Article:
Reopened Challenge to Census Citizenship Question Throws Case Into Chaos
The battle over whether to add a citizenship question to the 2020 census was thrown into turmoil on Tuesday, just as the Supreme Court was expected to issue a ruling on the dispute this week.
By allowing a district judge to reopen a case related to the origin of the citizenship question, a federal appeals court raised the prospect that the federal government might be unable to meet a deadline for completing census questionnaires that include it, regardless of the Supreme Court’s ruling.
New hearings in the reopened case would stretch well beyond July 1, which is the deadline for printing the questionnaire and other forms. The Census Bureau has said that meeting that deadline is essential to conducting the head count on time.
In a 2-to-1 ruling, the United States Court of Appeals for the Fourth Circuit halted its review of a decision in two Maryland lawsuits challenging the citizenship question and returned the case to United States District Judge George J. Hazel. The judge had asked last week to reopen the case after newly discovered documents on the computer backups of a deceased Republican strategist raised questions about the administration’s motivation for seeking to add the question.
[How a deceased G.O.P. strategist’s hard drives revealed new details on the census citizenship question.]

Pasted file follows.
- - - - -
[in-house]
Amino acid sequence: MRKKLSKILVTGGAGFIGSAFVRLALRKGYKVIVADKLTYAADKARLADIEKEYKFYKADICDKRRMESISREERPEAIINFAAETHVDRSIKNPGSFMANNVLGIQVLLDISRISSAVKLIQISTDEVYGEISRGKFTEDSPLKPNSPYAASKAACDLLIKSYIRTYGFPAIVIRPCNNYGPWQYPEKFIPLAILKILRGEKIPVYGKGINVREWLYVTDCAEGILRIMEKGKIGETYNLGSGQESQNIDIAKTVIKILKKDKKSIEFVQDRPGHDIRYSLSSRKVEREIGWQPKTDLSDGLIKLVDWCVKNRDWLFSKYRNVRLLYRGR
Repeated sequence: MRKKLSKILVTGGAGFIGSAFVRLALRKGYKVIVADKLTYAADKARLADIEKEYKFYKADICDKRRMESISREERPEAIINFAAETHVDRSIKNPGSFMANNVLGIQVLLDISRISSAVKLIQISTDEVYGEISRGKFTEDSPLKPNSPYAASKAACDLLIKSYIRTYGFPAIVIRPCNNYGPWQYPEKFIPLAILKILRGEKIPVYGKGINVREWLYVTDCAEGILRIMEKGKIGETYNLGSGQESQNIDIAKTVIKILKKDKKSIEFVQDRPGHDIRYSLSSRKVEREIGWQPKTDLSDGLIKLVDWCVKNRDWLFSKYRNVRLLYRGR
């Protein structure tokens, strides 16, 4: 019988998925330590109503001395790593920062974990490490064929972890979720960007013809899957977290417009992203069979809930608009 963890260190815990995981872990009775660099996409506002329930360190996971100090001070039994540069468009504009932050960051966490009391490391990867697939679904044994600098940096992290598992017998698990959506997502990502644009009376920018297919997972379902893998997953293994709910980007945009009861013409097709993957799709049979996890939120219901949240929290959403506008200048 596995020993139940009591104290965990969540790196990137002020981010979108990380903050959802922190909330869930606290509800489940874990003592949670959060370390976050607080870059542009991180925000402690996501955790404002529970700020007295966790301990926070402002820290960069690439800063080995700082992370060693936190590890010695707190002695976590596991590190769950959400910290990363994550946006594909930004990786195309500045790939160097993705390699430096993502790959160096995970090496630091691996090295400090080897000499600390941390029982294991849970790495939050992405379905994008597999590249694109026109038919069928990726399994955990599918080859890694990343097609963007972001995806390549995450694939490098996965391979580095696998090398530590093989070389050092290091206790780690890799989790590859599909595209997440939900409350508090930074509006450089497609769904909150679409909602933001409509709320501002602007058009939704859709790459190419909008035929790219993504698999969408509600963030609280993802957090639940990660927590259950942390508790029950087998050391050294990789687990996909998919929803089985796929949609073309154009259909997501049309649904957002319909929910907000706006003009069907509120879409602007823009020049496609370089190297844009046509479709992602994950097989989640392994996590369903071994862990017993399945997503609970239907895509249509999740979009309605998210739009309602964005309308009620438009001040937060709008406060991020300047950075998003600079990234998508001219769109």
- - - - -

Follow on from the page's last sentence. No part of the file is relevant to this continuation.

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Judge Hazel now has license to explore that issue and indicated this week that he would give plaintiffs in the Maryland lawsuit 45 days to gather new evidence. One appeals court judge suggested in the ruling on Tuesday that Judge Hazel should issue an injunction barring the addition of the question to the census until the new proceedings are finished.
Should that happen, as appeared likely on Tuesday, the Census Bureau could print forms with a citizenship question on schedule only if the Supreme Court approved its addition and if the injunction were lifted — a decision that also would probably be made by the justices.
The appeals court’s ruling effectively throws a wrench into a hugely consequential legal dispute that already had been fast-tracked through the courts because of the bureau’s printing deadline.
Commerce Secretary Wilbur Ross, who oversees the Census Bureau, has said he ordered the citizenship question added to the census because the Justice Department needed citizenship data to better enforce the Voting Rights Act. But judges in three federal lawsuits opposing the question, including Judge Hazel, have called that a poorly manufactured excuse that conceals a different motivation.
Plaintiffs in the lawsuits — cities, states, advocacy groups and others — say Mr. Ross is trying to turn the census into a political weapon against Democrats. They say the citizenship question will deter noncitizens and minorities from filling out the form, leading to an undercount in the predominantly Democratic areas where they live. And they charge that the Republican Party wants a count of noncitizens so that it can exclude them entirely from the population base used for drawing new political maps, hobbling Democratic representation and increasing the number of Republicans in Congress and state legislatures.
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